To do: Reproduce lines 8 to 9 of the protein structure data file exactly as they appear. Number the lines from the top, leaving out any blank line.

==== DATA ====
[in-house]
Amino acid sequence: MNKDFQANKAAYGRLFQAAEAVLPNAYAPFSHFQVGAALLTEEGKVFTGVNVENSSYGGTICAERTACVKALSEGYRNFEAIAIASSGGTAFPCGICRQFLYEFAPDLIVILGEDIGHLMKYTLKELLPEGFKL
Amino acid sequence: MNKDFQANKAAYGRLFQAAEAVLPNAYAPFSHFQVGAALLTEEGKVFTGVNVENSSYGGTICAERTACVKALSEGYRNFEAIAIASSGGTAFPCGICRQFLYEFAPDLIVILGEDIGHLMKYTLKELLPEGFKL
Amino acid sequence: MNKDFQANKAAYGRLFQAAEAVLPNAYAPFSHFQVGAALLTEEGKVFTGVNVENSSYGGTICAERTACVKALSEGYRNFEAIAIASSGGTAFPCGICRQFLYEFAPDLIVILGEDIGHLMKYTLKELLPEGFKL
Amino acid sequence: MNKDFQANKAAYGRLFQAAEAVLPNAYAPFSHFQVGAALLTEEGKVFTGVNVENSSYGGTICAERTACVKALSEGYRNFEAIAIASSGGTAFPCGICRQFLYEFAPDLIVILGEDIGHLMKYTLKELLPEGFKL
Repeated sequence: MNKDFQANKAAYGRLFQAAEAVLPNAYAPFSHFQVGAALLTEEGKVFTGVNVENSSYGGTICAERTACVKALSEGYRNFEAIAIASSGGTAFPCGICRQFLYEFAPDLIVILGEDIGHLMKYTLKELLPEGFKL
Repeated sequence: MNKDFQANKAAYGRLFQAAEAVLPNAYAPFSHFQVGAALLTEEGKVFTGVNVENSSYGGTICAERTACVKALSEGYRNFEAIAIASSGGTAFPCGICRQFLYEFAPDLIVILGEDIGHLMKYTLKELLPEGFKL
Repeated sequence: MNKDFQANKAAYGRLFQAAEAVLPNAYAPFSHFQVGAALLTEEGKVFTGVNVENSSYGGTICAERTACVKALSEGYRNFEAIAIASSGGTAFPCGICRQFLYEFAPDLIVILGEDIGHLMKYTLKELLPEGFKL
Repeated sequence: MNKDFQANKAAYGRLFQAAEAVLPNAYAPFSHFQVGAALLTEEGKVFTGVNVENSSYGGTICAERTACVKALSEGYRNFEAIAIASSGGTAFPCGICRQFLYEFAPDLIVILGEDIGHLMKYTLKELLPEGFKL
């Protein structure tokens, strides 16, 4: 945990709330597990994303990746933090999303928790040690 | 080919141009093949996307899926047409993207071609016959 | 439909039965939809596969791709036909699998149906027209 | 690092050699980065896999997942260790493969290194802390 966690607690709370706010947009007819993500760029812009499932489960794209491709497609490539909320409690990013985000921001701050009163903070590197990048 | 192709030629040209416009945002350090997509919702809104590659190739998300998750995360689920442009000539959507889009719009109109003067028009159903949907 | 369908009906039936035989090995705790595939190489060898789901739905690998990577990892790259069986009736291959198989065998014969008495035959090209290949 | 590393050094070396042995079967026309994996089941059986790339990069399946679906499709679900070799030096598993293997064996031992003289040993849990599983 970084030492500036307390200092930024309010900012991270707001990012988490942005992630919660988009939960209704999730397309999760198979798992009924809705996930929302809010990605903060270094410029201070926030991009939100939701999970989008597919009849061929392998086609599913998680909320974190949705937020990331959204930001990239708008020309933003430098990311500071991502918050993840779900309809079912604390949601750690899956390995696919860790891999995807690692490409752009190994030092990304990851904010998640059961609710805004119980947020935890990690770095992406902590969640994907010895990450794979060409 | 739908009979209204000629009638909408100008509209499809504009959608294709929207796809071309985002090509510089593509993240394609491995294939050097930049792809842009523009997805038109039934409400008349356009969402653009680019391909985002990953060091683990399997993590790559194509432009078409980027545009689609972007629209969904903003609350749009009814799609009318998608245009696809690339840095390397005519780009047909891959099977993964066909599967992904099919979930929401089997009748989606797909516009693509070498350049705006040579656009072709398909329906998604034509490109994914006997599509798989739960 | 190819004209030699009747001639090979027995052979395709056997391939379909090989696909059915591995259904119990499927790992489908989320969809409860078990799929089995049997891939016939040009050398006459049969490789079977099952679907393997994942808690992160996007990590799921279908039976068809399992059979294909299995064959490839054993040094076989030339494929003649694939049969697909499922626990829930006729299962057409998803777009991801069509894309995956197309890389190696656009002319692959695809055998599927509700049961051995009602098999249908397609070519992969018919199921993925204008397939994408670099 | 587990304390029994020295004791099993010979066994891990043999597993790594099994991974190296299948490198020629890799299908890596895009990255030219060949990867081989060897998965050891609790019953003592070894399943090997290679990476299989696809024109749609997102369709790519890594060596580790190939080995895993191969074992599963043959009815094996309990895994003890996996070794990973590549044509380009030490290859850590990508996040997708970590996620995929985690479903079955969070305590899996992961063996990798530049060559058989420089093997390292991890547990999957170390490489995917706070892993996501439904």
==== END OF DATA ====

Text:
Repeated sequence: MNKDFQANKAAYGRLFQAAEAVLPNAYAPFSHFQVGAALLTEEGKVFTGVNVENSSYGGTICAERTACVKALSEGYRNFEAIAIASSGGTAFPCGICRQFLYEFAPDLIVILGEDIGHLMKYTLKELLPEGFKL
Repeated sequence: MNKDFQANKAAYGRLFQAAEAVLPNAYAPFSHFQVGAALLTEEGKVFTGVNVENSSYGGTICAERTACVKALSEGYRNFEAIAIASSGGTAFPCGICRQFLYEFAPDLIVILGEDIGHLMKYTLKELLPEGFKL